For Immediate Release                                                        Contact:  Peter Rafle, Senate EPW

February 5, 2007                                                      (202) 228-3102 dir./(202) 302-7086 cell

Superfund, Clean Water, Climate Programs Slashed

Washington, DC – Today the Bush Administration continued its assault on programs that protect America’s clean air and clean water and protect our communities from toxic waste sites and other threats.  Funding for critical flood control projects was also slashed.

“Once again, this Administration is cutting the critical programs that protect our children, our families and our communities,” said Sen. Barbara Boxer, (D-CA), Chairman of the Senate Committee on Environment and Public Works.  “I will be working with my colleagues to restore funding for these important protections.”




EPA Overall Budget:

Overall, the budget for the Environmental Protection Agency would be cut by more than $400 Million from the 2006 enacted levels.  In 2006, the Agency received $7.6 billion.  The President’s budget request contains just $7.2 billion for the EPA.

Clean Water


In addition, the President’s budget would force a $400 million reduction in Clean Water Revolving Loan Fund, which provides grants to states to help cities and towns build water treatment plants and protect water quality.  This amounts to nearly 37 percent below 2006 enacted funding levels.



Clean Air


The President has proposed to cut the budget by about $35 million for State and local programs that help keep our air clean in our cities and states. 




Global Warming Research Cut


The President also proposes to cut the EPA’s science and technology budget for climate protection by about $5 million, from $18.64 million in 2006 to $13.1 million at a time when we need more global warming research, not less.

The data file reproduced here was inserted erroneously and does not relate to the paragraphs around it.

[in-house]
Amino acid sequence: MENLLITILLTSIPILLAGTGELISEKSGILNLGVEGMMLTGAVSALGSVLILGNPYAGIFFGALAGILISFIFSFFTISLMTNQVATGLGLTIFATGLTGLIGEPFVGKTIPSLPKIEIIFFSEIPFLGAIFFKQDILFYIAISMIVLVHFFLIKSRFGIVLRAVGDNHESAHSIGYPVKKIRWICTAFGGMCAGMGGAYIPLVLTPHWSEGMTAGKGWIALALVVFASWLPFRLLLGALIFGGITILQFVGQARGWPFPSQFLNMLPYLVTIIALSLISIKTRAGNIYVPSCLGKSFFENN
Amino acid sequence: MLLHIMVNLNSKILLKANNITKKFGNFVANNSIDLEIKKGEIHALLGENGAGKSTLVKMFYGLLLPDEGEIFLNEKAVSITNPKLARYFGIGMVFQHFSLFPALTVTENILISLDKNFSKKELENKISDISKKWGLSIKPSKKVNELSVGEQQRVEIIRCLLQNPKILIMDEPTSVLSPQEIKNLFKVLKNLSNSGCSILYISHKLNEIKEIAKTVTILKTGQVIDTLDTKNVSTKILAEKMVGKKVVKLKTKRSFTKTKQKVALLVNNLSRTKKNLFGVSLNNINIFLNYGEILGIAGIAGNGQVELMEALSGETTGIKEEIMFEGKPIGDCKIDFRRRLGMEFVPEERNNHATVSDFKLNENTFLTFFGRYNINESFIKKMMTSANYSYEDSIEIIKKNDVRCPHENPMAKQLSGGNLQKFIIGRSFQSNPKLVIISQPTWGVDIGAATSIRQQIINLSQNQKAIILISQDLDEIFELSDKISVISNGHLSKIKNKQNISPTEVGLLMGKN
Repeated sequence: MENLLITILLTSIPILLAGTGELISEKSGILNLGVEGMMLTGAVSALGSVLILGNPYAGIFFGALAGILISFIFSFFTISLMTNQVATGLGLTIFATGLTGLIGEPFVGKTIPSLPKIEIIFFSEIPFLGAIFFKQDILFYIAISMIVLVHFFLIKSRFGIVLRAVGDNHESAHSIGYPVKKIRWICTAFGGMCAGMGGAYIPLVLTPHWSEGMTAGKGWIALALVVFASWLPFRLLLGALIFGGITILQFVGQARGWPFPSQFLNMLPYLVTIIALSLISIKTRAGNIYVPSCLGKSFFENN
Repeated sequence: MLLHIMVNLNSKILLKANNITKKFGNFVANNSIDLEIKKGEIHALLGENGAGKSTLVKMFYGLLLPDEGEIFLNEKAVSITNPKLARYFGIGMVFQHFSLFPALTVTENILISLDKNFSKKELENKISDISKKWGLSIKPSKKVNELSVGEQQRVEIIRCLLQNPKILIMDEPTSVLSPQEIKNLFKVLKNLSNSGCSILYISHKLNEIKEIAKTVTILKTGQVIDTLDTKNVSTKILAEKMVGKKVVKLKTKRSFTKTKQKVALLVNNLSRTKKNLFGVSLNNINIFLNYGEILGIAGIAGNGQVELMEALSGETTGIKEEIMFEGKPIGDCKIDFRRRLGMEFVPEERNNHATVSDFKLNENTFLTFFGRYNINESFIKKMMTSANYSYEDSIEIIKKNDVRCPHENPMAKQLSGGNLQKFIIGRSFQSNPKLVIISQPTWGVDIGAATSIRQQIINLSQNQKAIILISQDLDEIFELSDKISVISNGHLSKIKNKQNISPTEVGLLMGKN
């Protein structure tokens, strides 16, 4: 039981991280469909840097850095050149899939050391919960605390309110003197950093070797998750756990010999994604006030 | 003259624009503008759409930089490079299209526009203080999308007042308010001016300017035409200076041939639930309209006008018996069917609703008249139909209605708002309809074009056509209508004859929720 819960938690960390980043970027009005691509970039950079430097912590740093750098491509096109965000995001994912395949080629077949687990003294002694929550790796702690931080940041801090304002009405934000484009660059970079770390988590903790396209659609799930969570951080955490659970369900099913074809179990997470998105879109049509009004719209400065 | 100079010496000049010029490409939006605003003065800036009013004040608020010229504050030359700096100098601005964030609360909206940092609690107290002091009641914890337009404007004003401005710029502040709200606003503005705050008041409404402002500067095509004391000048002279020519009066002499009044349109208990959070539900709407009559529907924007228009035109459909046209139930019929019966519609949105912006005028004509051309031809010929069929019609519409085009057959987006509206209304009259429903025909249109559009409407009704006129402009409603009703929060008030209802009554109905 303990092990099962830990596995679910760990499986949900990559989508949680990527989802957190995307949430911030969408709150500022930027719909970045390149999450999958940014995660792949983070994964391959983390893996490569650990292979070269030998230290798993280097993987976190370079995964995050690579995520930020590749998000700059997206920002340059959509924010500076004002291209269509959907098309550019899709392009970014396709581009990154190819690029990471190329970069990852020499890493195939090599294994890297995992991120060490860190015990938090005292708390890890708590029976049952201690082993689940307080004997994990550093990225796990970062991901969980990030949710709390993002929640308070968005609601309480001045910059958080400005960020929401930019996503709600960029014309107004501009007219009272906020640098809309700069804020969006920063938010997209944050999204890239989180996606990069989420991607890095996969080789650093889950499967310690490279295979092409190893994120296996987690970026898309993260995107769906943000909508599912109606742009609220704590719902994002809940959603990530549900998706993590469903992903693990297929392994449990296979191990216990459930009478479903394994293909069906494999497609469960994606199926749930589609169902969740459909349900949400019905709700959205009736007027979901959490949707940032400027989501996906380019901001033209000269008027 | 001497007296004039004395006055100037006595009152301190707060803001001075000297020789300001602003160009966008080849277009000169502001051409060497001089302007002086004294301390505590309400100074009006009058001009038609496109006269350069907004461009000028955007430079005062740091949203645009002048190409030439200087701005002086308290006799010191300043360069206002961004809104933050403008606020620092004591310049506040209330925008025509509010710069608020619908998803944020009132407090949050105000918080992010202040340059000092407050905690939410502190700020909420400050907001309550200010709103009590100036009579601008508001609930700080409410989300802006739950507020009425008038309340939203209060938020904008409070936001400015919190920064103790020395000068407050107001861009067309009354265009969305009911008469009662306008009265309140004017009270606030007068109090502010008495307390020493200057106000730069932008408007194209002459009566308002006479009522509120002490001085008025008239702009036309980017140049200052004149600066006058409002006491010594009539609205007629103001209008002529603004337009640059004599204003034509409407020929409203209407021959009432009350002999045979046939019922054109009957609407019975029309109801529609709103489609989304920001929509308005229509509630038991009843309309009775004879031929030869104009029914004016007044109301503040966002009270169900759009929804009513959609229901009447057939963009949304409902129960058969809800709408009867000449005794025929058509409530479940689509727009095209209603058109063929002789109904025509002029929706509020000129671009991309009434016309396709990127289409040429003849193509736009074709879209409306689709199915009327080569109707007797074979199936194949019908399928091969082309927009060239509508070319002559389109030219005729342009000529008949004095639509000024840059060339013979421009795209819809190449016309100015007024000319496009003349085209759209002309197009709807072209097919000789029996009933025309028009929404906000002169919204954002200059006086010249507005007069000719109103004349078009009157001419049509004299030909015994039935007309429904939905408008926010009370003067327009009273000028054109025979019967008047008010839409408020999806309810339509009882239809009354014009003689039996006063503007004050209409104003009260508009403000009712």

Slowing Cleanups at Superfund Sites


The Bush Administration would strip almost $7 million from efforts to clean up the nation’s most heavily contaminated toxic waste sites in communities across the country. 


These cuts would further slow the pace of cleanups.  This year, the Bush Administration reduced their expected number of final cleanups from 40 to 24, a more than 70 percent decline from the pace of cleanups – an average of 82 per year -- in the last six years
of the prior administration. 




Hurting Efforts to Help At-Risk Communities


The Bush Administration’s budget also slows efforts to help some of the nation’s communities that are most at risk from pollution by proposing to cut more than $1.7 million from EPA’s environmental justice program.






Army Corps of Engineers Construction Programs


Funding for the Army Corps of Engineers’ construction programs, which includes critical flood protection projects to save lives and property, would be slashed by roughly 35 percent, a cut of approximately $800 million. 



# # #